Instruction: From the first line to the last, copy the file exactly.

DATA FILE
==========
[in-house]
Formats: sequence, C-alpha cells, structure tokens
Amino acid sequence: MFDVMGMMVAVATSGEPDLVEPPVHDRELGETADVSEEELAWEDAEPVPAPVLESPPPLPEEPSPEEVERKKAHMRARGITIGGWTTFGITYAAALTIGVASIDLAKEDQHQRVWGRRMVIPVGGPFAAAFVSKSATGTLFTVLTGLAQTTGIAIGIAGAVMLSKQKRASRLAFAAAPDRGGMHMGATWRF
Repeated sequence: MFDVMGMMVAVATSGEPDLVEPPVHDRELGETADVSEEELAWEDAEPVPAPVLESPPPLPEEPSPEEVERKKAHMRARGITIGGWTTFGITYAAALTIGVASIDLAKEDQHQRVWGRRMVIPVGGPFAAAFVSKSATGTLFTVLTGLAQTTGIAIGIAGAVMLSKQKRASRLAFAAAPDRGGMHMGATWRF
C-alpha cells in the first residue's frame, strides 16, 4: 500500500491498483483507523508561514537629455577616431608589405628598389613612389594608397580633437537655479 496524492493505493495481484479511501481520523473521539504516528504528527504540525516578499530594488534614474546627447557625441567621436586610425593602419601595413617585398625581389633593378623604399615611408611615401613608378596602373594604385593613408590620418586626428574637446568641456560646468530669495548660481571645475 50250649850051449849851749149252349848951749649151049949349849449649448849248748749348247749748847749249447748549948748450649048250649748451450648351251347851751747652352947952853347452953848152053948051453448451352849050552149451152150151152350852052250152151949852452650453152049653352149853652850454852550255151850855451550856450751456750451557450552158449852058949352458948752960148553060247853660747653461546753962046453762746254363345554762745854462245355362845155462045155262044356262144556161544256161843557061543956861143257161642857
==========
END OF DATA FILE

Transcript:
[in-house]
Formats: sequence, C-alpha cells, structure tokens
Amino acid sequence: MFDVMGMMVAVATSGEPDLVEPPVHDRELGETADVSEEELAWEDAEPVPAPVLESPPPLPEEPSPEEVERKKAHMRARGITIGGWTTFGITYAAALTIGVASIDLAKEDQHQRVWGRRMVIPVGGPFAAAFVSKSATGTLFTVLTGLAQTTGIAIGIAGAVMLSKQKRASRLAFAAAPDRGGMHMGATWRF
Repeated sequence: MFDVMGMMVAVATSGEPDLVEPPVHDRELGETADVSEEELAWEDAEPVPAPVLESPPPLPEEPSPEEVERKKAHMRARGITIGGWTTFGITYAAALTIGVASIDLAKEDQHQRVWGRRMVIPVGGPFAAAFVSKSATGTLFTVLTGLAQTTGIAIGIAGAVMLSKQKRASRLAFAAAPDRGGMHMGATWRF
C-alpha cells in the first residue's frame, strides 16, 4: 500500500491498483483507523508561514537629455577616431608589405628598389613612389594608397580633437537655479 496524492493505493495481484479511501481520523473521539504516528504528527504540525516578499530594488534614474546627447557625441567621436586610425593602419601595413617585398625581389633593378623604399615611408611615401613608378596602373594604385593613408590620418586626428574637446568641456560646468530669495548660481571645475 50250649850051449849851749149252349848951749649151049949349849449649448849248748749348247749748847749249447748549948748450649048250649748451450648351251347851751747652352947952853347452953848152053948051453448451352849050552149451152150151152350852052250152151949852452650453152049653352149853652850454852550255151850855451550856450751456750451557450552158449852058949352458948752960148553060247853660747653461546753962046453762746254363345554762745854462245355362845155462045155262044356262144556161544256161843557061543956861143257161642857